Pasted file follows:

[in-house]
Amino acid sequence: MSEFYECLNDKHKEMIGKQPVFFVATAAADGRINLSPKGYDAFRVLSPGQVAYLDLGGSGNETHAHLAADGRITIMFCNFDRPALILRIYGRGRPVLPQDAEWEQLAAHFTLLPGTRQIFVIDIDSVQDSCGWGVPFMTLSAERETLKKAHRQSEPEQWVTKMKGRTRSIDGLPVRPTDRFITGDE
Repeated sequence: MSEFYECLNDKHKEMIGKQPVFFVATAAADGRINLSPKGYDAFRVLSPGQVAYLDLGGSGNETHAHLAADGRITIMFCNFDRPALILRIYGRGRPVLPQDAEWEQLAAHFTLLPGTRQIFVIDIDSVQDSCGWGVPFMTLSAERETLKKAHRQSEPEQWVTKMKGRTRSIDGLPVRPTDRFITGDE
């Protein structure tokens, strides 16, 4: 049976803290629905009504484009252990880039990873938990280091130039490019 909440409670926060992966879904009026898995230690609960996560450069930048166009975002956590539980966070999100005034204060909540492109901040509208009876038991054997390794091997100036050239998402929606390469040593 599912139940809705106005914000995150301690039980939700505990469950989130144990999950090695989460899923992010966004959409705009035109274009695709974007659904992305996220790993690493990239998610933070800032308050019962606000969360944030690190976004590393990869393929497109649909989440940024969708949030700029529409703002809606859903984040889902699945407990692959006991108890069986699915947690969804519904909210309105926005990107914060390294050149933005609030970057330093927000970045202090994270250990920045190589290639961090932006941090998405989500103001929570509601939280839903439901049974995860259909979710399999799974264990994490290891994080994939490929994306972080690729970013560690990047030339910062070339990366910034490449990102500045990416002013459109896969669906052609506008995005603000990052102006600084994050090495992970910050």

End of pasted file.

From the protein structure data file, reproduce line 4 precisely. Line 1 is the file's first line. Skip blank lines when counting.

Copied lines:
């Protein structure tokens, strides 16, 4: 049976803290629905009504484009252990880039990873938990280091130039490019 909440409670926060992966879904009026898995230690609960996560450069930048166009975002956590539980966070999100005034204060909540492109901040509208009876038991054997390794091997100036050239998402929606390469040593 599912139940809705106005914000995150301690039980939700505990469950989130144990999950090695989460899923992010966004959409705009035109274009695709974007659904992305996220790993690493990239998610933070800032308050019962606000969360944030690190976004590393990869393929497109649909989440940024969708949030700029529409703002809606859903984040889902699945407990692959006991108890069986699915947690969804519904909210309105926005990107914060390294050149933005609030970057330093927000970045202090994270250990920045190589290639961090932006941090998405989500103001929570509601939280839903439901049974995860259909979710399999799974264990994490290891994080994939490929994306972080690729970013560690990047030339910062070339990366910034490449990102500045990416002013459109896969669906052609506008995005603000990052102006600084994050090495992970910050």